There is pleasure in living life with a certain degree of spontaneity. Broke and exhausted from a full day of travel the day before, I happened to get a last minute text from a friend who had an extra James Blake ticket. I knew what to expect after seeing him in March at SXSW — people were literally climbing trees at the brilliant outdoor venue French Legation to catch a fleeting glimpse or score a picture of James Blake, the young and shockingly handsome British electronic music producer. I remember thinking simultaneously, who cares what he looks like — what are these incredible sounds?
The reason I responded so promptly with an emphatic “Yes!” had nothing to do with visual entertainment. James Blake live is, fittingly and quite irrelevantly, boring if you are looking for stage theatrics. There is, in fact, very little stage movement at all and yet, his live sets more than make up for this with some serious sonic candy — for me, the equivalent of feeding my ears maple-bacon doughnuts by the dozen.
The largely male crowd shushed each other whenever there happened to be conversation during the music. This is exactly what James Blake was like live — not quiet per se, but hushed, soulful, minimal and, at its core, tantalizingly beautiful. The spatial expansiveness and unhurriedness of James Blake’s songs are as much a part of the music as the music itself. Gorgeous solo piano pieces like “Give Me My Month” and a new song performed as an encore were certain highlights.
To my delight, less use of auto-tune is used in Blake’s live sets compared to album cuts, simply making more obvious the fact that he is much more than just a run-of-the-mill electronic artist with savvy computer skills and an ear for smooth beats. His vocals were a constant force, moving, conjuring up emotion and introspective thoughts forgotten.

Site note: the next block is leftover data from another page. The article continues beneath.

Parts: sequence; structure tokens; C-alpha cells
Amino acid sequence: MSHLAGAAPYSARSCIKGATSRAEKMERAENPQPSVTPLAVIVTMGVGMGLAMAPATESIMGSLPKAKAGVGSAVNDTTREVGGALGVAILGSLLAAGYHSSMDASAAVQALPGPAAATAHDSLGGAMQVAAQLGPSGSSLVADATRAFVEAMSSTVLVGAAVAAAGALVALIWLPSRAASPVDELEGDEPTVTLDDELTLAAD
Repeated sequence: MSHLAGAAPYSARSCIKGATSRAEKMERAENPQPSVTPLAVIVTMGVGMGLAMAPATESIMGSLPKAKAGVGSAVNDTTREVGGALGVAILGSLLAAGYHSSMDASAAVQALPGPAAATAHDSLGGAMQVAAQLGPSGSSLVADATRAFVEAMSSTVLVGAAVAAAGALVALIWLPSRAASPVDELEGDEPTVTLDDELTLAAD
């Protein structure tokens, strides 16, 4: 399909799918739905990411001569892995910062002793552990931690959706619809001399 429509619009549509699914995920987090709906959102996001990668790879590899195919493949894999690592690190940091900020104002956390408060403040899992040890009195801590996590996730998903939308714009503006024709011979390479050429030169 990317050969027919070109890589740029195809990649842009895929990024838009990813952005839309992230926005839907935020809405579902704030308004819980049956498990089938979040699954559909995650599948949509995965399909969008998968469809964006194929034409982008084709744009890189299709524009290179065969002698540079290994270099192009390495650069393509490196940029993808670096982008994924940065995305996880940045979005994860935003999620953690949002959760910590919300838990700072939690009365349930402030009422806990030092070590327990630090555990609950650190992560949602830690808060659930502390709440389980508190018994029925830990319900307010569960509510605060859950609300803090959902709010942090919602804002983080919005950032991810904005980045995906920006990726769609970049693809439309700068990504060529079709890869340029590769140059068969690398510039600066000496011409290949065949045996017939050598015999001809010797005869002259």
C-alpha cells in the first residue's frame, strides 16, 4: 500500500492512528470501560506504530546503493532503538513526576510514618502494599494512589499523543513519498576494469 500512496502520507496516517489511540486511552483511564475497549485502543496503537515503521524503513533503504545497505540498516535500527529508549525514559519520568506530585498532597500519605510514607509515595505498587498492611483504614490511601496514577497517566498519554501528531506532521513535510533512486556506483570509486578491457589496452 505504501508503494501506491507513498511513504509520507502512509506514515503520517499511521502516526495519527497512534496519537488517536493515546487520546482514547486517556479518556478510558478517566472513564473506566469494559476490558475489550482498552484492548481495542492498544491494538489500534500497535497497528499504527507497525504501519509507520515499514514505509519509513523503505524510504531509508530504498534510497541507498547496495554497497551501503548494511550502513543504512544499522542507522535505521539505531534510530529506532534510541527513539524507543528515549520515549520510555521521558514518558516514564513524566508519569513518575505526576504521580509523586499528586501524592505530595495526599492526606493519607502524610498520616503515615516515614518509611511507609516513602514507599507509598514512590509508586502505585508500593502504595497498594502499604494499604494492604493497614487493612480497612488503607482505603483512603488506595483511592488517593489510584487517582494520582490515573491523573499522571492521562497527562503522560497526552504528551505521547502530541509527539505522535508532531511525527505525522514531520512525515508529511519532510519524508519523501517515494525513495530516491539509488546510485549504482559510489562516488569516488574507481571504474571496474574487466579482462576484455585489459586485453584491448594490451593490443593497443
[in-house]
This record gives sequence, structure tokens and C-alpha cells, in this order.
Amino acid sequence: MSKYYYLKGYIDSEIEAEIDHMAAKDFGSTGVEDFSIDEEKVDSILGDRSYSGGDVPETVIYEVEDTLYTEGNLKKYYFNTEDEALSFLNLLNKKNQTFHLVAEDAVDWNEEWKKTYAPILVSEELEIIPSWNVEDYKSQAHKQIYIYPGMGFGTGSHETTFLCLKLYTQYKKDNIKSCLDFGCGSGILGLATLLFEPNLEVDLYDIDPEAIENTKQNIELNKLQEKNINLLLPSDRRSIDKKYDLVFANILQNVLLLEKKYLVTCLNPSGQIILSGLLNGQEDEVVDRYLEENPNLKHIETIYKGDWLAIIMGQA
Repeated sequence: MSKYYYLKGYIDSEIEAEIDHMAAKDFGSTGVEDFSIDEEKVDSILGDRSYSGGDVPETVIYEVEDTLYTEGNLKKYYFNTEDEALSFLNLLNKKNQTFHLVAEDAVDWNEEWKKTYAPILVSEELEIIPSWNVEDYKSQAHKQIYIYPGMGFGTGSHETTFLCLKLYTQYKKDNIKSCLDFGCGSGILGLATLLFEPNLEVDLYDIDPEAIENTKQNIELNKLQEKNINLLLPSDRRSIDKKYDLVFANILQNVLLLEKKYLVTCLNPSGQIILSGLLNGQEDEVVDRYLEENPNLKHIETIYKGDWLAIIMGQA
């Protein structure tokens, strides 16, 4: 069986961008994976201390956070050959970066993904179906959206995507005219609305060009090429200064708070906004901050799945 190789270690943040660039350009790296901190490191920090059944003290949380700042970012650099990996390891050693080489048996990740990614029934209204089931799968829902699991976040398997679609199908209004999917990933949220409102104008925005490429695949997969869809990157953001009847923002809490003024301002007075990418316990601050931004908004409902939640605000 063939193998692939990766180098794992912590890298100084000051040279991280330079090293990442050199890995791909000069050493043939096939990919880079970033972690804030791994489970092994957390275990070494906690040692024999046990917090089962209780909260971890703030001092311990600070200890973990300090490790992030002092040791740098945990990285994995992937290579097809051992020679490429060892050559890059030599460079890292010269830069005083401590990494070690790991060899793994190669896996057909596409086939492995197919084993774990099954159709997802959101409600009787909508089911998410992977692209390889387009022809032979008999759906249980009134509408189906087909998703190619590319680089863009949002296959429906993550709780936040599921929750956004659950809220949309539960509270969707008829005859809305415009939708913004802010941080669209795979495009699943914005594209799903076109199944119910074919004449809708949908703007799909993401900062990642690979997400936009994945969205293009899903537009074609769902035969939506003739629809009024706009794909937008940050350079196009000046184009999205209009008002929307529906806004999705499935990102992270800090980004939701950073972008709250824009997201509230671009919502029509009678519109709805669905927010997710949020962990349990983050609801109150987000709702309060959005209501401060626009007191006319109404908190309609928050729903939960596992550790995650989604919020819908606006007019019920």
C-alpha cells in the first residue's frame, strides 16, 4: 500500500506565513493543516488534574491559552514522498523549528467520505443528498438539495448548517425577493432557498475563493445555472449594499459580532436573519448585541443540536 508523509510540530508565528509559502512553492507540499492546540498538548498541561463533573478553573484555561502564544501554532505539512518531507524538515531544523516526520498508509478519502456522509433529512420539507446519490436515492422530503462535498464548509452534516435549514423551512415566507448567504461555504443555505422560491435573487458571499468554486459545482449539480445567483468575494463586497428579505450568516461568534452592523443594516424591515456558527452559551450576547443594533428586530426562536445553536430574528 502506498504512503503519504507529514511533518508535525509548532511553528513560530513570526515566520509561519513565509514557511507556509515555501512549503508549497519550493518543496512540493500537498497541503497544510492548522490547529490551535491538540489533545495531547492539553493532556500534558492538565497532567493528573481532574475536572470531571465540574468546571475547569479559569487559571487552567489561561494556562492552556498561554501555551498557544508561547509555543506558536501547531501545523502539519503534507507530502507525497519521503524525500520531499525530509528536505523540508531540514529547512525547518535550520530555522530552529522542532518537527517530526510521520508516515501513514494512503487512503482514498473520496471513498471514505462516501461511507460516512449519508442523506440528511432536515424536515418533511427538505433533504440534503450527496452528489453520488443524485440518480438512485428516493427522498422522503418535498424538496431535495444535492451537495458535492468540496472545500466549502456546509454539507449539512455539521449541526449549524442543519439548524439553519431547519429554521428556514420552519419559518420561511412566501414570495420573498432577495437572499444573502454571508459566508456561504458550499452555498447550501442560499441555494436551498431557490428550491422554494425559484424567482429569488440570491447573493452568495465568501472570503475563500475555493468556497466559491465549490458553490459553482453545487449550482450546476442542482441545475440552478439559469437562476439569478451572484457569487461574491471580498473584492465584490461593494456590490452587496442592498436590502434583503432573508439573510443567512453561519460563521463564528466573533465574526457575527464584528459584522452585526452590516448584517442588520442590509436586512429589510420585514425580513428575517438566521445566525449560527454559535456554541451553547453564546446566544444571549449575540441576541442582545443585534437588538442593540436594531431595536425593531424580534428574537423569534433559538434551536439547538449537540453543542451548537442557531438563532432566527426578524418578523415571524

For me, the epitome of the set was “Lindesfarne I” and “II” — a pair of mid-album tracks and yes, hypocritically, the former track one of the most heavily auto-tuned on the new album, done well a la Bon Iver or even some of the better Imogen Heap tracks from back when. “Lindisfarne II” seemed to stop time, holding the audience in utter silence and captivity while gluey push-and-pull rhythms with accentuated off-beats provided the backdrop for his heart-melting vocals. And yet, the chills and isolation, loneliness, the color blue, that I felt during “Lindesfarne II,” all this in the middle of a crowd of people, seemed to be the effect that James Blake desires on his audience — to move someone through music, uncomfortable or not. This he certainly did, himself seeming a tinge melancholy as the music he creates often is.